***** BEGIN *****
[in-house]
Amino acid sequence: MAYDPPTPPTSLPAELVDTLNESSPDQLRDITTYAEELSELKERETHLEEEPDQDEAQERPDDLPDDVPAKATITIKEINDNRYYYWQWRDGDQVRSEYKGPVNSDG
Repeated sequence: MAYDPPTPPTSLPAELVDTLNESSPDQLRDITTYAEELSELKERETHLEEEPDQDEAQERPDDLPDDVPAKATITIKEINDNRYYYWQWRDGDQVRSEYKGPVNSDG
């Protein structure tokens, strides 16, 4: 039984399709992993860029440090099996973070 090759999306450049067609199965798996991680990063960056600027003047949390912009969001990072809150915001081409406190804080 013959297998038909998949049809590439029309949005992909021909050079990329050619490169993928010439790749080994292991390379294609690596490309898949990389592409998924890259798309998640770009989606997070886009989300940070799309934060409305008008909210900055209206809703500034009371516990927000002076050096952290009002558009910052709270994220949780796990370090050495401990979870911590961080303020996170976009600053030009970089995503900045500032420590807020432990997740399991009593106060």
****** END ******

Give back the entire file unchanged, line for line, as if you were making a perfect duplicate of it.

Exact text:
[in-house]
Amino acid sequence: MAYDPPTPPTSLPAELVDTLNESSPDQLRDITTYAEELSELKERETHLEEEPDQDEAQERPDDLPDDVPAKATITIKEINDNRYYYWQWRDGDQVRSEYKGPVNSDG
Repeated sequence: MAYDPPTPPTSLPAELVDTLNESSPDQLRDITTYAEELSELKERETHLEEEPDQDEAQERPDDLPDDVPAKATITIKEINDNRYYYWQWRDGDQVRSEYKGPVNSDG
């Protein structure tokens, strides 16, 4: 039984399709992993860029440090099996973070 090759999306450049067609199965798996991680990063960056600027003047949390912009969001990072809150915001081409406190804080 013959297998038909998949049809590439029309949005992909021909050079990329050619490169993928010439790749080994292991390379294609690596490309898949990389592409998924890259798309998640770009989606997070886009989300940070799309934060409305008008909210900055209206809703500034009371516990927000002076050096952290009002558009910052709270994220949780796990370090050495401990979870911590961080303020996170976009600053030009970089995503900045500032420590807020432990997740399991009593106060």